What your kiss says about you

Lean to the left and you're a cold fish: it has to be a dip to the right (and strictly no slobbering)
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The Independent Online

You must remember this: a kiss is just a kiss. But the way that you kiss reveals a great deal about the kind of person you are.

According to research into how people relate to each other, the social minefield that is cheek-to-cheek kissing is about to become even more explosive.

Researchers studied hundreds of volunteers, and observed many more kissing in public places, and found that the way they kissed was a marker of certain personality traits. Some 80 per cent of men and women, whether left- or right-handed, turned their heads to the right when moving in on their target. But left-leaning kissers could end up with more than just bumped noses: apparently, these 20 per cent are much "less emotional" than their right-thinking counterparts, according to the study, due to be published next month in the scientific journal Laterality.

"One theory that has been put forward is that by turning their head to the right, the individual reveals their left cheek which is controlled by the emotive right cerebral hemisphere," says Dr Julian Greenwood of Stranmillis University College, Belfast.

Ever since the first kiss was recorded in Vedic scriptures in 1500BC, the dilemma of how, when and whom to kiss has vexed the minds of nervous socialisers. From AD14-37, the Emperor Tiberius banned kissing to try to stop the spread of the disfiguring disease mentagra.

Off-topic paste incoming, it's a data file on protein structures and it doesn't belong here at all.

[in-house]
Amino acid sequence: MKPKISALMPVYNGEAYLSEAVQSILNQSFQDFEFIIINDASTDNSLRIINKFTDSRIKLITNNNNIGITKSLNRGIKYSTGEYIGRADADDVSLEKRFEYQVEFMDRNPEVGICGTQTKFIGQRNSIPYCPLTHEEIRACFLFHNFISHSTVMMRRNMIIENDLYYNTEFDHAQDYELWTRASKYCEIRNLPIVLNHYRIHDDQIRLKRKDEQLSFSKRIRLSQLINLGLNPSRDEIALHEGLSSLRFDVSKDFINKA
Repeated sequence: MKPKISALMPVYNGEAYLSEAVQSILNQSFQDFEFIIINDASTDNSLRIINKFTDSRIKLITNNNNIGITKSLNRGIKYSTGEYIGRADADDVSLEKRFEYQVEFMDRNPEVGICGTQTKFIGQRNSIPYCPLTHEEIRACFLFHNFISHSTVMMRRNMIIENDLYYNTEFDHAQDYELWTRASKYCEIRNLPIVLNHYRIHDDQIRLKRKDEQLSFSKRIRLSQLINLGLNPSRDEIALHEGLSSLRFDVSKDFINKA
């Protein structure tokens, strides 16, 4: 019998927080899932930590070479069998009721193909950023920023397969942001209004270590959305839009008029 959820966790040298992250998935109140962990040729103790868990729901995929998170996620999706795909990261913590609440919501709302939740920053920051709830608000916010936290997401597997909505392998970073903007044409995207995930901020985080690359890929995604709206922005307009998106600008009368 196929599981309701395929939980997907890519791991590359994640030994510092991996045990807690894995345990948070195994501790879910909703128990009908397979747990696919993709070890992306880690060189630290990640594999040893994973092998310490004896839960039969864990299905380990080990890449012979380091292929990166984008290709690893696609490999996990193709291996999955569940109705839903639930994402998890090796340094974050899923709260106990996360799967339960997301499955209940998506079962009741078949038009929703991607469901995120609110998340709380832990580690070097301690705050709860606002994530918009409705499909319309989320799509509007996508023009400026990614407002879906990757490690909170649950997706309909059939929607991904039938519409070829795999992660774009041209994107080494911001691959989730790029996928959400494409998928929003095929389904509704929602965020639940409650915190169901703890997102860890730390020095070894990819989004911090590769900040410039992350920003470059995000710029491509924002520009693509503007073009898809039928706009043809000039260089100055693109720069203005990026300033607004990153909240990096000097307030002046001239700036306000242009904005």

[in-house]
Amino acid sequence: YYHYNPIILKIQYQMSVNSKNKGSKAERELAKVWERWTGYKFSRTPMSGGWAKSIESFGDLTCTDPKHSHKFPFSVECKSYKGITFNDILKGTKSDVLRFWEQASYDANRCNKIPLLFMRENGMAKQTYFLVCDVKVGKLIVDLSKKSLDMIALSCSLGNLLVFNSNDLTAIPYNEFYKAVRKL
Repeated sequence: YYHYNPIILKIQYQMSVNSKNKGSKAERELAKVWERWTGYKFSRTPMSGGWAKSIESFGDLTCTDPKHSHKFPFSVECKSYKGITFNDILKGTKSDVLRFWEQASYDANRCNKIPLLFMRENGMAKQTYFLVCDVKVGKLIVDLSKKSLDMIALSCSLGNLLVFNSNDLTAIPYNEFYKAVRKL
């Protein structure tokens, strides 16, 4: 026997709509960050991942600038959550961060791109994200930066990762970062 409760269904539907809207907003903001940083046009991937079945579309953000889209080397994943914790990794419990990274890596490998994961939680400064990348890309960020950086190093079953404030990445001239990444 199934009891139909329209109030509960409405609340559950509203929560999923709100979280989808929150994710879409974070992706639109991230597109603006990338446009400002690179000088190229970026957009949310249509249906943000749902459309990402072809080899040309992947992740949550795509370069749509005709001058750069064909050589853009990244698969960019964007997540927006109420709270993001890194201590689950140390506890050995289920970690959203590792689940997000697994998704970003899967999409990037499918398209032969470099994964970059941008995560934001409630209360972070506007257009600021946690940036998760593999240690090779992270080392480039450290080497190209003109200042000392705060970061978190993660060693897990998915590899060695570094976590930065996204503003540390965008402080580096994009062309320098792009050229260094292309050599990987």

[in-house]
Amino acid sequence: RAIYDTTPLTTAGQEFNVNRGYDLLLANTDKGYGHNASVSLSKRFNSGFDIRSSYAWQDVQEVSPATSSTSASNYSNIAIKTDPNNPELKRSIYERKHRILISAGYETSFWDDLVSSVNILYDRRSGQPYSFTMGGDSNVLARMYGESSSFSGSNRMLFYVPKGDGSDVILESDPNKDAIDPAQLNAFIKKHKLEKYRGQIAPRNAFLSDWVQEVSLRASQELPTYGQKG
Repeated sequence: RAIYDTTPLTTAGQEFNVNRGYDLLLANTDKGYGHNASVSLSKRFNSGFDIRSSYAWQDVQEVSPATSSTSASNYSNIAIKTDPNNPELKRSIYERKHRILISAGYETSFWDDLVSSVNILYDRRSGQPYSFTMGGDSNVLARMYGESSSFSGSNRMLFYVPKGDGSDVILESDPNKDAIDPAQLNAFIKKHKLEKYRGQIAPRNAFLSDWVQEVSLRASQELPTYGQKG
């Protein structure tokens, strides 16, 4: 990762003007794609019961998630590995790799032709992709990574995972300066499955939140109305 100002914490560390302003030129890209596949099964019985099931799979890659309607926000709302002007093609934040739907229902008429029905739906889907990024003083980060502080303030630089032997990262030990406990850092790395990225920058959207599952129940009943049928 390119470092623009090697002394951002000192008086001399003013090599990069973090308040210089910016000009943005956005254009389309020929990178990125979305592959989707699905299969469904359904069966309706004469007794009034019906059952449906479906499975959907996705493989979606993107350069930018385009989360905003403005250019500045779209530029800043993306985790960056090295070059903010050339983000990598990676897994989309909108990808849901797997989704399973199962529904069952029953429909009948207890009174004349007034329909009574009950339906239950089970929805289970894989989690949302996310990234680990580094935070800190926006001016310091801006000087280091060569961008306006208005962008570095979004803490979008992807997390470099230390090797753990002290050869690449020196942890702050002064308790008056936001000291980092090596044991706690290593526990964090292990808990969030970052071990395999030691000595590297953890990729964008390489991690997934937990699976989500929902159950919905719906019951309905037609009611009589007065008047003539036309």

As the etiquette expert on ITV's Ladette to Lady, Liz Brewer knows a thing or two about social kissing. "It is very yucky when you meet somebody for the first time and they insist on doing that," she says. She adds that the best way to kiss is "heart to heart" - which, of course, means turning the head to the right. "And of course unless you know somebody well I cannot see there is a necessity to touch skin."

Some argue that all this kissing is doing us good. Last year, German psychologists announced that people who kiss their spouse each morning will live five years longer than those who don't. Kissers also have fewer car accidents, fewer sick days and earn 20 to 30 per cent more.

Additional reporting by Roger Dobson

The air kiss

Want to appear friendly but don't want the germs? Wave your face generously in your victim's direction. Now repeat loudly: "Mwah, mwah, dahling."

The bloke kiss

Come on guys, this does not make you gay. Or French. Remember Nelson and Hardy? Just add a hearty slap on the back to stress how manly you are.

The friends kiss

Now we are all modern Europeans we don't worry about swapping saliva with friends. Girls may like to share a cuddle, too, as long as no boys are watching.

The ex kiss

A tricky one: when you have already shared bodily fluids it is pointless kissing the air. It is still considered bad form to stick a tongue in, however.

The 'I secretly hate you' kiss

We've all been there. The eyes narrow, the shoulders hunch and the lips pucker for the poisonous but socially obligatory smacker. Be sure to wear lots of lip gloss.